Words: 619 - Pages: 3

Premium Essay


...Superpowers geography How is power exercised and maintained? Direct power in the most obvious way of exercising and maintaining power. Exercise of direct power • British imperialism – wholesale conquest of countries. Insurgency put down by force. • Military power – US navy has 12 aircraft carriers and 70 submarines. It is the most powerful military machine on Earth. It established a ring of bases to surround the USSR in the Cold War era, as part of its policy of containment. The Iraq war saw the USA effectively “go it alone.” • Some economic power is direct. The USA plays a major role in world trade, much of which is conducted in $. The US $ is the world’s reserve currency. • A key area of US international prestige since the 1960s has been the exploration of space. 1969 saw men on the moon. The USA aims to build a moon base by 2020 and visit Mars by 2037. Exercise of indirect power • Neo-colonialism (term coined by Kwame Nkrumah, first president of Ghana) is a form of indirect control over developing counties, most of them former colonies. Has neo-colonialism prevented any real development progress in the 40 years since colonies gained their independence? Africa could lead us to say yes. India could lead us to say no. • Some people say the IGOs were set up by superpowers for superpowers. The IMF was set up in 1944. It has its headquarters in Washington. Counties wishing to have their debt relieved have to apply......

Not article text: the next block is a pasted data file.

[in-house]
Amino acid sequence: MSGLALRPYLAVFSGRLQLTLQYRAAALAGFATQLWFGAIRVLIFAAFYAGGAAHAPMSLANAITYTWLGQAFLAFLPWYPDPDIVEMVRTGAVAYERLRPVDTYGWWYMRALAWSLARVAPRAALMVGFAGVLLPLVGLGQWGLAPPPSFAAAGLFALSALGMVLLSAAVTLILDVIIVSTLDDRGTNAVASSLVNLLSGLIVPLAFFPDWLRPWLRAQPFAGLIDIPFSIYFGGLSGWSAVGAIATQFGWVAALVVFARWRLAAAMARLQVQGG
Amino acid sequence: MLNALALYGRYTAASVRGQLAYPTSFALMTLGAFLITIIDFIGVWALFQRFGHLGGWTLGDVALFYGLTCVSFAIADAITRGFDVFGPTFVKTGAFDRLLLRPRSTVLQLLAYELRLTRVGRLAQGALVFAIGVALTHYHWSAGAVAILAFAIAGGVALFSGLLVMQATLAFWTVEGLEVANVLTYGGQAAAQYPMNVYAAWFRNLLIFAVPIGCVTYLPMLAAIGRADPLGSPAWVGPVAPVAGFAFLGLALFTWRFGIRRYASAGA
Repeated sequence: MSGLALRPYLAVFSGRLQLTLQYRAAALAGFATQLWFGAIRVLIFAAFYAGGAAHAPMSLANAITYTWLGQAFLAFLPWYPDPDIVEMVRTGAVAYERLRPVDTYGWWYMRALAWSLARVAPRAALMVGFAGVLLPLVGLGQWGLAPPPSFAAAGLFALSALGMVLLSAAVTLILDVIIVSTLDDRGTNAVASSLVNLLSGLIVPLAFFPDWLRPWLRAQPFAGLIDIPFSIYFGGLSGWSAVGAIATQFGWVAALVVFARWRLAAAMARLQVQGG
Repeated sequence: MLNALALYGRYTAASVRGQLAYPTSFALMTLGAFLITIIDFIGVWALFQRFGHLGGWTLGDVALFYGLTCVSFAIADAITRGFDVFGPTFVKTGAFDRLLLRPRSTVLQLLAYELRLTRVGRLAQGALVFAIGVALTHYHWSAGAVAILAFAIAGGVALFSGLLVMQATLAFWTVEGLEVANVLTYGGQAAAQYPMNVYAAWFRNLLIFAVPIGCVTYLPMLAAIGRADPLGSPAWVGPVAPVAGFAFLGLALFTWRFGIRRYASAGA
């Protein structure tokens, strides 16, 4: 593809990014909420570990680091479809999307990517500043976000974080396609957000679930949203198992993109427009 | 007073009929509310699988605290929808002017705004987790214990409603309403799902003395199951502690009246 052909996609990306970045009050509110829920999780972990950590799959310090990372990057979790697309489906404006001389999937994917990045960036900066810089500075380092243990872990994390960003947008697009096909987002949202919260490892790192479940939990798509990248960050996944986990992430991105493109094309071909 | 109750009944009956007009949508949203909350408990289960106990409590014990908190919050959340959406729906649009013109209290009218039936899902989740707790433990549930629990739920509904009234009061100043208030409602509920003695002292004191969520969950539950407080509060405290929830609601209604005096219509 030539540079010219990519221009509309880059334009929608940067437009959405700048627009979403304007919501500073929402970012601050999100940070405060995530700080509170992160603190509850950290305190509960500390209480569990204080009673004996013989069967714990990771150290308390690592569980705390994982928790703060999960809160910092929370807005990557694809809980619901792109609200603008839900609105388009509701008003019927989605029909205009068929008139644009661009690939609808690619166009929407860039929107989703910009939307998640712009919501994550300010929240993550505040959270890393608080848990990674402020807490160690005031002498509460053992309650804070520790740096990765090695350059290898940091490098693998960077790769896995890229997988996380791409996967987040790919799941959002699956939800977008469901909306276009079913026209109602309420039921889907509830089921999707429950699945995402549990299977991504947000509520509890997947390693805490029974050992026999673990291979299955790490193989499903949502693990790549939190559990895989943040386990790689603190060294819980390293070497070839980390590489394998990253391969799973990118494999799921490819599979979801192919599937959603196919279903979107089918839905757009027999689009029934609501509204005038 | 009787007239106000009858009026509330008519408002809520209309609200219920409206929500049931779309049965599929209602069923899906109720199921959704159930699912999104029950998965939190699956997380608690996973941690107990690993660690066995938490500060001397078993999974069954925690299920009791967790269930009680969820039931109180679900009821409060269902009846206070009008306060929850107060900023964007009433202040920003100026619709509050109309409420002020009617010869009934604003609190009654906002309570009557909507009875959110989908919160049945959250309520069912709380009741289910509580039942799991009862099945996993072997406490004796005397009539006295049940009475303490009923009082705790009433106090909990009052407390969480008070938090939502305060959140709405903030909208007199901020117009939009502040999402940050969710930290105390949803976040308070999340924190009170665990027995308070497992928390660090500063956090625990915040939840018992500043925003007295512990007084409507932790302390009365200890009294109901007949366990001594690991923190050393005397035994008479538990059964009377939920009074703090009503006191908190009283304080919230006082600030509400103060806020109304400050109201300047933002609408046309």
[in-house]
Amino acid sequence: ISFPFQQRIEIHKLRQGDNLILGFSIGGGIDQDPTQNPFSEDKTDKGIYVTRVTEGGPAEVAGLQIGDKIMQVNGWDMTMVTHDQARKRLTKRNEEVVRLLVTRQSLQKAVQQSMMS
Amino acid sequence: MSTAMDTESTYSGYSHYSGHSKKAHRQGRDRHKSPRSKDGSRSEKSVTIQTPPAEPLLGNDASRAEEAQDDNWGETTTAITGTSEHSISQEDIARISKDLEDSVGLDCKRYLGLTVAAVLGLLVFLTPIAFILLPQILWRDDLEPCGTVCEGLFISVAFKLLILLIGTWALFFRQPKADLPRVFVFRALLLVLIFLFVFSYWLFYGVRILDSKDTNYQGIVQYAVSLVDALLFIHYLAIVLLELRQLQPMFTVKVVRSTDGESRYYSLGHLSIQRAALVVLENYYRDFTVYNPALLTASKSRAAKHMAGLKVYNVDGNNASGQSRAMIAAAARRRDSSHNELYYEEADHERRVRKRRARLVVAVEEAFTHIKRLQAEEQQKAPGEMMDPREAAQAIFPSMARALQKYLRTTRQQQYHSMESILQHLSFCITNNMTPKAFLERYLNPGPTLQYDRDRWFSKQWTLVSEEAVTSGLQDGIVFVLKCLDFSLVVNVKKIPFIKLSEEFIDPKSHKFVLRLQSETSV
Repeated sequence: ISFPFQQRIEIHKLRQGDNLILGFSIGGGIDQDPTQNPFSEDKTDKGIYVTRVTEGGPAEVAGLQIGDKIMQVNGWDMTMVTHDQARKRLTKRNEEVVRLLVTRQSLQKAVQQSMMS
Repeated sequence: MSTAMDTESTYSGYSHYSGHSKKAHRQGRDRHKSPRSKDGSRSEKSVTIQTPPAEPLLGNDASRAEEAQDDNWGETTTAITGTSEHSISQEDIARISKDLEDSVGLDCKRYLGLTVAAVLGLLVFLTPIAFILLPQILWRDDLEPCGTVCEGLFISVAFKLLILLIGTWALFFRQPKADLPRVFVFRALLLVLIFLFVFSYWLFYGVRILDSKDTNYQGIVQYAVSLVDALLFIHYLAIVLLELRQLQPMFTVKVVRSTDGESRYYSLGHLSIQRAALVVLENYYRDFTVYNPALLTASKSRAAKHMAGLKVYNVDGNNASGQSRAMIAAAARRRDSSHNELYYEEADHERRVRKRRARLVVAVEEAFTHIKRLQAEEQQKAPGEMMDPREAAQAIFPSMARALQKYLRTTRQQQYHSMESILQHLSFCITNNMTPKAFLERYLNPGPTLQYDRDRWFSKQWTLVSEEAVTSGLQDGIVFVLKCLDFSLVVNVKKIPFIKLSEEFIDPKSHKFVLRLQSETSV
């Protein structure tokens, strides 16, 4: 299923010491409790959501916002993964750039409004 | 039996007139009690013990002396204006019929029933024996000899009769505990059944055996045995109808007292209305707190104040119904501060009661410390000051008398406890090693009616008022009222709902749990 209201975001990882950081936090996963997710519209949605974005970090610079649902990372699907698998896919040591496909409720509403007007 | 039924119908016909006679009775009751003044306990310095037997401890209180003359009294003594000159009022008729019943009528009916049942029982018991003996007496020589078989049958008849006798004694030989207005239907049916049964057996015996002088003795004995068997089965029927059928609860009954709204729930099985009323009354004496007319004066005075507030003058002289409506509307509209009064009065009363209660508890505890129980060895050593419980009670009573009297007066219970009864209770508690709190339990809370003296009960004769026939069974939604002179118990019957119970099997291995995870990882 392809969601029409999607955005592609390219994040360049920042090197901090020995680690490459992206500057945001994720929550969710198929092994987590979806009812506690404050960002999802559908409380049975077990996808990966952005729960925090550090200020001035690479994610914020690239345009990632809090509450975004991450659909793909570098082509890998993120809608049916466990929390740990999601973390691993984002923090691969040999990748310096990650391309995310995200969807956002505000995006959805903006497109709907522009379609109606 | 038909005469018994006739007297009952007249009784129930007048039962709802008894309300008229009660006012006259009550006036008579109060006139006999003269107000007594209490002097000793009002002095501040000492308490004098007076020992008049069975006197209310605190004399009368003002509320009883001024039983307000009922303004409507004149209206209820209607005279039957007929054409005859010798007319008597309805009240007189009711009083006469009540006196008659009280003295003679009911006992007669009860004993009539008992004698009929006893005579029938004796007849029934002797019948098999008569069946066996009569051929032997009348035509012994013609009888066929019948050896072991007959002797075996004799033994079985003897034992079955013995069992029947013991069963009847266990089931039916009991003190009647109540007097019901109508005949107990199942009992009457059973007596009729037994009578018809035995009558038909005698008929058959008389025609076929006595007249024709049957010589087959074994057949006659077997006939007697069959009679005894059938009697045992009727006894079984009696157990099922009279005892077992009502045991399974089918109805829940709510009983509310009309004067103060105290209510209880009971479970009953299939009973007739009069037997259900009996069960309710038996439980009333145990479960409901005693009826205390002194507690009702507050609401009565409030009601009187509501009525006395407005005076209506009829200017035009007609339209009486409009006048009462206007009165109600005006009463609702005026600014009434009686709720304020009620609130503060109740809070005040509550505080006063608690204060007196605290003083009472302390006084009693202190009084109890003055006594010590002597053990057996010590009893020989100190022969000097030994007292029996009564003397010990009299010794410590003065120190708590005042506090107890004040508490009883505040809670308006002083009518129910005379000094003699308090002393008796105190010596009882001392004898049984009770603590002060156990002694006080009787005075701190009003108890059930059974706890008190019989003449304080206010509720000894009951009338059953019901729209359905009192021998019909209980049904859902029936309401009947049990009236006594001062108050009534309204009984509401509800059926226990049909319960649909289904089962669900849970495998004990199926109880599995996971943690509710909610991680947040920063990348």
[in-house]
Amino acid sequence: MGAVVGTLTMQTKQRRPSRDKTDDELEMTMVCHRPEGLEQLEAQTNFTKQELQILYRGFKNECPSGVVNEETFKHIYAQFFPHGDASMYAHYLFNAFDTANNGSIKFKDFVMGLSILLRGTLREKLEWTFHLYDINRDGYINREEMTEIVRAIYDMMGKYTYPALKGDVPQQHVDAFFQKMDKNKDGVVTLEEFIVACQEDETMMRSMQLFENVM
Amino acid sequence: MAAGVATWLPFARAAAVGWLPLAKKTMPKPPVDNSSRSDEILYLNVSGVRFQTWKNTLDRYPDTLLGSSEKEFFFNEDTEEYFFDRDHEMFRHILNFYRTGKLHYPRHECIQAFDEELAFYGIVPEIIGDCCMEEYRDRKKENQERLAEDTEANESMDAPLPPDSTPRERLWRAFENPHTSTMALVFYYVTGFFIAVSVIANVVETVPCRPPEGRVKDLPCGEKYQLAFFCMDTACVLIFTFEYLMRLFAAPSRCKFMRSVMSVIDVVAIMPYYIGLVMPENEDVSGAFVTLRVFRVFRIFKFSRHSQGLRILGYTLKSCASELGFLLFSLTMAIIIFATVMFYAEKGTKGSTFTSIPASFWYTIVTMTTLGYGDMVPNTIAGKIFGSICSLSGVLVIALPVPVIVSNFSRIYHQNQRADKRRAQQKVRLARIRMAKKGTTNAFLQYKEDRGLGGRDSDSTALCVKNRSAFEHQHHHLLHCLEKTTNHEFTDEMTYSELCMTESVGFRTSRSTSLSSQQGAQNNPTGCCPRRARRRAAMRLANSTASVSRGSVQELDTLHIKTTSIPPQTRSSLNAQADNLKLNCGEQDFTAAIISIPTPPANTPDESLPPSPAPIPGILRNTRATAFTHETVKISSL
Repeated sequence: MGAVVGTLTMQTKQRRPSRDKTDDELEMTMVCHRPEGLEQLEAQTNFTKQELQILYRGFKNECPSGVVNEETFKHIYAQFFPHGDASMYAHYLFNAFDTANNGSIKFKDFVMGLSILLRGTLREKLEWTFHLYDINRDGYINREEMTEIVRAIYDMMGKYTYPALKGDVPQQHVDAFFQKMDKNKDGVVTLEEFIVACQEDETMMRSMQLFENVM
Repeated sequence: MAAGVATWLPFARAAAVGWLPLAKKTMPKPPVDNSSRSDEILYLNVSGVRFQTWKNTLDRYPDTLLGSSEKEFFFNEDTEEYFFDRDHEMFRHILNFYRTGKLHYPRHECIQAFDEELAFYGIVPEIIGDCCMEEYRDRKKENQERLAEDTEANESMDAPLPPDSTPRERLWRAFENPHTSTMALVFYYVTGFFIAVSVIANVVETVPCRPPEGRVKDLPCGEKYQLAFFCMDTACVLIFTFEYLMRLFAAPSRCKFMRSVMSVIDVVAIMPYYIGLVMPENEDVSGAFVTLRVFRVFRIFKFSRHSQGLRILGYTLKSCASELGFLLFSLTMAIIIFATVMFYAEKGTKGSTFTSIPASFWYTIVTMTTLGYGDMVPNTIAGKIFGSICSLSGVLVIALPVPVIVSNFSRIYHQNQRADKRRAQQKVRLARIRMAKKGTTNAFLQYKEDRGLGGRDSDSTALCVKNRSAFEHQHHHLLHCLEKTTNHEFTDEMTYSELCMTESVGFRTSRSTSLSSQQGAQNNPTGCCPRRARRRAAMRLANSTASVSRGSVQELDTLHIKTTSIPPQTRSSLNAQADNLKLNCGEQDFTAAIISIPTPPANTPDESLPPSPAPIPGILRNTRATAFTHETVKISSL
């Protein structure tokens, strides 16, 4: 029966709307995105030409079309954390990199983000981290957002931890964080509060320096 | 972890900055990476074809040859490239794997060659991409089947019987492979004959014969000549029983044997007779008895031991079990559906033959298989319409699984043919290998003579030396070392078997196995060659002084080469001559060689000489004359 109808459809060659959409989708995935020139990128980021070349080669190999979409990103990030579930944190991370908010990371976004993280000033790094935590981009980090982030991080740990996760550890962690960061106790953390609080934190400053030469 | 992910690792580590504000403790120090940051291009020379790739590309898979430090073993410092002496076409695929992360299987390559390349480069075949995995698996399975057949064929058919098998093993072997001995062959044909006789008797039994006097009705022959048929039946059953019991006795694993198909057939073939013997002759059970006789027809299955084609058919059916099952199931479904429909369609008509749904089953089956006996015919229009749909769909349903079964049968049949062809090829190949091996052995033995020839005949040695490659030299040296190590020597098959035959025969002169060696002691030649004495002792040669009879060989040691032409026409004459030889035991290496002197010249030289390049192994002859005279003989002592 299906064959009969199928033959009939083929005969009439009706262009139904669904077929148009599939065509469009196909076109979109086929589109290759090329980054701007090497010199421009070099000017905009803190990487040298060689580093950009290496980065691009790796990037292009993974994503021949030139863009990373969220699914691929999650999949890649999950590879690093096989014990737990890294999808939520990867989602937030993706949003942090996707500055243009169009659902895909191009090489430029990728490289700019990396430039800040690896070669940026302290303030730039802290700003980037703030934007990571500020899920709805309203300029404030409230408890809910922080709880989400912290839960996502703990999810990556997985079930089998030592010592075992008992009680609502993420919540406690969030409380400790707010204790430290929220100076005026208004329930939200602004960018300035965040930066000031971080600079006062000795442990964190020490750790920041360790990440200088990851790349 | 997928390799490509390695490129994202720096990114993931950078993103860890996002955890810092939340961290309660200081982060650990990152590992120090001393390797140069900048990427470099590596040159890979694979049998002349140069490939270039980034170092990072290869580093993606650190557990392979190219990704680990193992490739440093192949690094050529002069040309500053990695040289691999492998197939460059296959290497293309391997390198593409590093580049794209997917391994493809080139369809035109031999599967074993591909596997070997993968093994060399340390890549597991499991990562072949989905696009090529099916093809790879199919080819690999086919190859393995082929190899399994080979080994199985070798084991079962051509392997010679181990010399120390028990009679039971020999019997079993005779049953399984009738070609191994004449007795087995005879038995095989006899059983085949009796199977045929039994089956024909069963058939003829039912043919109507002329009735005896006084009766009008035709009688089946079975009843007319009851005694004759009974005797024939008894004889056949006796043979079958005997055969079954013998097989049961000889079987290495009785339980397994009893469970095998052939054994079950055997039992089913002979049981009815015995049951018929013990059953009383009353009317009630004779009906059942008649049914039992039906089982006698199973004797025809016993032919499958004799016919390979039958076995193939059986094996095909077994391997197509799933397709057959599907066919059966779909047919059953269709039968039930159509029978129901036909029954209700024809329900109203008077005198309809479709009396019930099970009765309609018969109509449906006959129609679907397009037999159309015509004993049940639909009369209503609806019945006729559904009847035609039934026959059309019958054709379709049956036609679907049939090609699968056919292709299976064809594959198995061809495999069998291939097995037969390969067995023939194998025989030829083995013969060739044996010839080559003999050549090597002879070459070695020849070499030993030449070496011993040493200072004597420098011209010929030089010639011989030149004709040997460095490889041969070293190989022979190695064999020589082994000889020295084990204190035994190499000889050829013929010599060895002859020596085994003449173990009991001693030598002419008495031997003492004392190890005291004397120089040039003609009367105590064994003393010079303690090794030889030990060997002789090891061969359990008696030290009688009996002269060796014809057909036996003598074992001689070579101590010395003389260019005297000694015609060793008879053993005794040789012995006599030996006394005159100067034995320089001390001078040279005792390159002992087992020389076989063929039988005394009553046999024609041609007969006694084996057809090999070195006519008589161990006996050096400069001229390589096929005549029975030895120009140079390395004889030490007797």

Words: 1545 - Pages: 7

Premium Essay

American Imperialism

...Advancements in transportation, technology and economics have led to the interconnectedness of individuals across the world. Formerly known as “Globalization”; this flattening of the globe has had both positive and negative implications on nations and its people (Wikipedia, 2012). In a positive sense, globalization has created a sense of competition around the world; thus promoting innovation and creativity. Moreover, advancements in technology have made it extremely fast and simple to spread new knowledge and innovation across borders. Governments are now better able to work together because now there are incentives towards cooperation. Cooperation between nations leads to a heightened awareness of issues; and the ability to better coordinate across borders has led to increased movement of capital and a higher standard of living for developing countries (Wikipedia, 2012). However, despite all the advancements that have occurred through Globalization, there are a few negative implications that have caused many to fear its continuation. For example, outsourcing has become a popular means of finding cost- effective employment for multi-national corporations; yet has taken away a large amount of jobs from nations that have higher standards of living. A factory worker in the U.S. can’t possibly live off pennies a day like those in Asian countries (Ehrenreich, 2001). Also, there is little regulation in regards in international affairs; which could lead to the spreading of......